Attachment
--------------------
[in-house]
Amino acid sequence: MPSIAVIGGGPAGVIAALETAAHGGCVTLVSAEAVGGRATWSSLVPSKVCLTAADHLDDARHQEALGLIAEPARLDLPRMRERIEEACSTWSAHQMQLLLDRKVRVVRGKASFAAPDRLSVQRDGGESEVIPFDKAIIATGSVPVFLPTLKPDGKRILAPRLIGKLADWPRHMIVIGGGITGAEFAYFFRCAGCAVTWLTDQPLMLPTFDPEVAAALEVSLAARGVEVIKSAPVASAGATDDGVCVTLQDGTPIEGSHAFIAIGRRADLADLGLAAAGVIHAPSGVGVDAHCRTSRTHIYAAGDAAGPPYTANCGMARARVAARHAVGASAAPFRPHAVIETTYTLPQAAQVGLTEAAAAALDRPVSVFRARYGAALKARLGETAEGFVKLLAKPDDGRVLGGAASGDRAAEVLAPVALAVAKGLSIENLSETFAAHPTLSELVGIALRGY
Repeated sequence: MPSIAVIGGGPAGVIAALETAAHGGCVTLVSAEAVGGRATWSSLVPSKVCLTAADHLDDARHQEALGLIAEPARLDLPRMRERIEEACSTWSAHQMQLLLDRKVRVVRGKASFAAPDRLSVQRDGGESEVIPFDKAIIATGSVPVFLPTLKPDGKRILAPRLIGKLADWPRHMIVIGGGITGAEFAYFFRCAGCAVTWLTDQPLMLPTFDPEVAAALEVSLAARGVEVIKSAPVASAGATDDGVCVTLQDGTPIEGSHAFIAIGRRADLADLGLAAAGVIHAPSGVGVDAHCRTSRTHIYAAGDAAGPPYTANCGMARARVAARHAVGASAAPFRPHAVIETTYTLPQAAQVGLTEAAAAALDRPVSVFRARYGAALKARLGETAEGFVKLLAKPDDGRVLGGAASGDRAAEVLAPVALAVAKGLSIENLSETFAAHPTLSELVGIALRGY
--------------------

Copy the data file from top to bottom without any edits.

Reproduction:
[in-house]
Amino acid sequence: MPSIAVIGGGPAGVIAALETAAHGGCVTLVSAEAVGGRATWSSLVPSKVCLTAADHLDDARHQEALGLIAEPARLDLPRMRERIEEACSTWSAHQMQLLLDRKVRVVRGKASFAAPDRLSVQRDGGESEVIPFDKAIIATGSVPVFLPTLKPDGKRILAPRLIGKLADWPRHMIVIGGGITGAEFAYFFRCAGCAVTWLTDQPLMLPTFDPEVAAALEVSLAARGVEVIKSAPVASAGATDDGVCVTLQDGTPIEGSHAFIAIGRRADLADLGLAAAGVIHAPSGVGVDAHCRTSRTHIYAAGDAAGPPYTANCGMARARVAARHAVGASAAPFRPHAVIETTYTLPQAAQVGLTEAAAAALDRPVSVFRARYGAALKARLGETAEGFVKLLAKPDDGRVLGGAASGDRAAEVLAPVALAVAKGLSIENLSETFAAHPTLSELVGIALRGY
Repeated sequence: MPSIAVIGGGPAGVIAALETAAHGGCVTLVSAEAVGGRATWSSLVPSKVCLTAADHLDDARHQEALGLIAEPARLDLPRMRERIEEACSTWSAHQMQLLLDRKVRVVRGKASFAAPDRLSVQRDGGESEVIPFDKAIIATGSVPVFLPTLKPDGKRILAPRLIGKLADWPRHMIVIGGGITGAEFAYFFRCAGCAVTWLTDQPLMLPTFDPEVAAALEVSLAARGVEVIKSAPVASAGATDDGVCVTLQDGTPIEGSHAFIAIGRRADLADLGLAAAGVIHAPSGVGVDAHCRTSRTHIYAAGDAAGPPYTANCGMARARVAARHAVGASAAPFRPHAVIETTYTLPQAAQVGLTEAAAAALDRPVSVFRARYGAALKARLGETAEGFVKLLAKPDDGRVLGGAASGDRAAEVLAPVALAVAKGLSIENLSETFAAHPTLSELVGIALRGY